Volkswagen Group Australia has taken another step in putting the “dieselgate” scandal in its rear-view mirror by reaching an in-principle settlement with the local class action plaintiffs.
While still to be approved by the federal court of Australia, the agreement could see the circa-100,000 customers with ‘dirty’ EA189 diesel engines receive an average payment of approximately $1400 each.
In total, the payout reaches around $140 million.
“The settlement, on a no-admissions basis, concerns five class-action lawsuits covering all affected vehicles in Australia,” according to a statement from Volkswagen.
The court is expected to confirm the agreement with affected owners next year.
Meanwhile, Volkswagen Group Australia is “close to finalisation and a resolution” with the Australian Competition and Consumer Commission (ACCC) in a civic suit, with details remaining confidential.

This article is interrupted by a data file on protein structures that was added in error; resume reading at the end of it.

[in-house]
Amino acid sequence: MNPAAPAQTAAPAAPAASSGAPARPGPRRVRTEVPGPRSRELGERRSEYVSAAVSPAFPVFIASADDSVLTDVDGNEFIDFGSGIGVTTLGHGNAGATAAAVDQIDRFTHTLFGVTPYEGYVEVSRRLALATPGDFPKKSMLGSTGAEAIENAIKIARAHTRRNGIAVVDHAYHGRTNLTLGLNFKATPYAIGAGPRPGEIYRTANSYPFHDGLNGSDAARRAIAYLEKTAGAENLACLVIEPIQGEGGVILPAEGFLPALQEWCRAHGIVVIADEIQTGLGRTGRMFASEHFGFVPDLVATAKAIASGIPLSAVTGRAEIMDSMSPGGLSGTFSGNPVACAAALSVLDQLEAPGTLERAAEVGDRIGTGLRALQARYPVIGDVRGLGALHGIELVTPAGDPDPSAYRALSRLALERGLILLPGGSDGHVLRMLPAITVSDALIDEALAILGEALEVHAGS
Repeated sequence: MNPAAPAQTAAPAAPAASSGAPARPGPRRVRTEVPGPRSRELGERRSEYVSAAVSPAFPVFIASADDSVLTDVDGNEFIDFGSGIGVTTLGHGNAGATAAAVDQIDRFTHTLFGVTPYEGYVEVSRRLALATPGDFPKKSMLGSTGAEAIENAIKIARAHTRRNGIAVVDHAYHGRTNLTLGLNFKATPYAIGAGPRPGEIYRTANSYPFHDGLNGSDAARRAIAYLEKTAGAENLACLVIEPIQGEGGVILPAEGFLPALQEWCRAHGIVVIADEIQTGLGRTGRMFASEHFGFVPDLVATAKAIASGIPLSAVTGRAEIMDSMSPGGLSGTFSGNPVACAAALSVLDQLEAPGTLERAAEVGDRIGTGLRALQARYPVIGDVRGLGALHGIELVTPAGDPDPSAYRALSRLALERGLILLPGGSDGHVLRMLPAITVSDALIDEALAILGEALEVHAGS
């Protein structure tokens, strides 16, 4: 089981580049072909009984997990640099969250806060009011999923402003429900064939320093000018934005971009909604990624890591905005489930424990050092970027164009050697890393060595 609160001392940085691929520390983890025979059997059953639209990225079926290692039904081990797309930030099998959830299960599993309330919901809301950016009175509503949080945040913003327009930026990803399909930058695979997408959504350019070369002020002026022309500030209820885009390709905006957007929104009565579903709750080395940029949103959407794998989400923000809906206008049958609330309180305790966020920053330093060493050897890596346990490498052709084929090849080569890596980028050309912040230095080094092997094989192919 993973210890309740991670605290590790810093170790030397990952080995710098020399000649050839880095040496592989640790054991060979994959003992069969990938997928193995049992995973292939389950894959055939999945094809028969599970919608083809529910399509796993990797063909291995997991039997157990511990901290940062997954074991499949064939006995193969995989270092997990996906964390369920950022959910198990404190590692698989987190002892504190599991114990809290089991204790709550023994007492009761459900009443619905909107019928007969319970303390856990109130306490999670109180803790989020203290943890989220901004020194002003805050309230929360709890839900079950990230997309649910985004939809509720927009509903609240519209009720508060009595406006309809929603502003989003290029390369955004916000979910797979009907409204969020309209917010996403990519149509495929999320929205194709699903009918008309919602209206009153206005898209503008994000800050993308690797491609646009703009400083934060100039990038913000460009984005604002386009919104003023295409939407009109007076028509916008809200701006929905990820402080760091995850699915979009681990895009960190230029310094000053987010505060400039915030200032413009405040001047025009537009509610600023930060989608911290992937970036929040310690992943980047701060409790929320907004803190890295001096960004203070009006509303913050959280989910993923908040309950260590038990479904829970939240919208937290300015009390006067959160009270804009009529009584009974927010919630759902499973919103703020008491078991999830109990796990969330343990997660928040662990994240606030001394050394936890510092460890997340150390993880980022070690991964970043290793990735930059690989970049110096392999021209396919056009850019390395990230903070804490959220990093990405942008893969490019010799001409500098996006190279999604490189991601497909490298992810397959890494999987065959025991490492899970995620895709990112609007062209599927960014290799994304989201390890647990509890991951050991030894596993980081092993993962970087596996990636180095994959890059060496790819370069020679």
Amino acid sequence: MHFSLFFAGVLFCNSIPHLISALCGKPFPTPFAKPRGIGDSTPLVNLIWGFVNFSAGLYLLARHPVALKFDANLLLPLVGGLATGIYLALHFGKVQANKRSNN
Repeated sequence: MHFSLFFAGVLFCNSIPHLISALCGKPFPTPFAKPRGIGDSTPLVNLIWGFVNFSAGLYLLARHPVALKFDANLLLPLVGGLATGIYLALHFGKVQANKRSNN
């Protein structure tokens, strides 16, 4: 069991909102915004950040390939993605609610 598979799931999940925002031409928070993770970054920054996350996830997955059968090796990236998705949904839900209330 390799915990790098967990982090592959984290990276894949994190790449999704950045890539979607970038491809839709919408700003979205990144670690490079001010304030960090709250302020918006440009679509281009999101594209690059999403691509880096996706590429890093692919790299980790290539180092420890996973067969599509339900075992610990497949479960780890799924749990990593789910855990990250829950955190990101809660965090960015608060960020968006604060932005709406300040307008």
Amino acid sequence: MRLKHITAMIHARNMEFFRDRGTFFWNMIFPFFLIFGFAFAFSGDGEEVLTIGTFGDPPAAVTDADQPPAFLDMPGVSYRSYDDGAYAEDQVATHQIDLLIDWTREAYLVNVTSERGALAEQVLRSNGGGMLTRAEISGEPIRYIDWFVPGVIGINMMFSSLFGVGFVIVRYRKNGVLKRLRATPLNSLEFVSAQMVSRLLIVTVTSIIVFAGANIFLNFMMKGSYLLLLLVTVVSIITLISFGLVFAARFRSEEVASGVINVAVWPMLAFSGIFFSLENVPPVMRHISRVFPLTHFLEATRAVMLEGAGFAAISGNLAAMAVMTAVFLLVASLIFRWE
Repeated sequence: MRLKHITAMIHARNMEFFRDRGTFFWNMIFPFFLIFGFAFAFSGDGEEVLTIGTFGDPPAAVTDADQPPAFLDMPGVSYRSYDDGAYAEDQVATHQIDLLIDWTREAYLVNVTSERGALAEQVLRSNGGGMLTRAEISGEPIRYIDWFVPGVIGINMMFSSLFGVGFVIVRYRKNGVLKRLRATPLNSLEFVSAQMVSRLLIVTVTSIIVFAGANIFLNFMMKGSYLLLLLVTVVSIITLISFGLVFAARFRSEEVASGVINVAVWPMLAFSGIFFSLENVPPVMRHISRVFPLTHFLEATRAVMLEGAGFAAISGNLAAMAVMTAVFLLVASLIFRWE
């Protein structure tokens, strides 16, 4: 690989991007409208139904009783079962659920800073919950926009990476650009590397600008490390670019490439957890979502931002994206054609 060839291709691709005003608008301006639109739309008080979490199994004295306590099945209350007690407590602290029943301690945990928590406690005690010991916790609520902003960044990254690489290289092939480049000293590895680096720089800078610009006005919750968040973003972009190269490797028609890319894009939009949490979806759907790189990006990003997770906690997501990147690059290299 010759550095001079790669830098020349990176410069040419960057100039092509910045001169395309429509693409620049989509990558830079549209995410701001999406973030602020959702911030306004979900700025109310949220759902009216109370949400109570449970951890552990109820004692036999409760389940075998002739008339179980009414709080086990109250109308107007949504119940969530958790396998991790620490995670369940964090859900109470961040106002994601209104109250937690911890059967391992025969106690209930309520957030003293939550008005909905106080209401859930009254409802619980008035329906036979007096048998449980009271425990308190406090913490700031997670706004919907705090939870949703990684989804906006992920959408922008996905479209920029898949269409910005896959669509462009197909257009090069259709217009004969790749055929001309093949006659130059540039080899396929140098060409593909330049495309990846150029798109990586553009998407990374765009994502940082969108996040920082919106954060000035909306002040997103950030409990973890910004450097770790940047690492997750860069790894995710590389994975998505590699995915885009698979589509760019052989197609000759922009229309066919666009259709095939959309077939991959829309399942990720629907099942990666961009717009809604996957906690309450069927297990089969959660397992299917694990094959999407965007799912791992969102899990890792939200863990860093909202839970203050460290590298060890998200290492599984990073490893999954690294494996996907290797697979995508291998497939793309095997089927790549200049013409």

Affected VW vehicles include 1.6- and 2.0-litre diesel-powered versions of the Golf (2009-2013), Polo (2009-2015), Jetta (2010-2015), Tiguan (2008-2015), Eos (2008-2014), CC (2008-2015) and Passat (2008-2015) as well as the Amarok and Caddy light-commercial vehicles.
Similarly, the Audi A4, A5, A6, Q3 and Q5, and Skoda Octavia, Yeti and Superb, fitted with the same EA189 diesel engine are also caught up in the suit.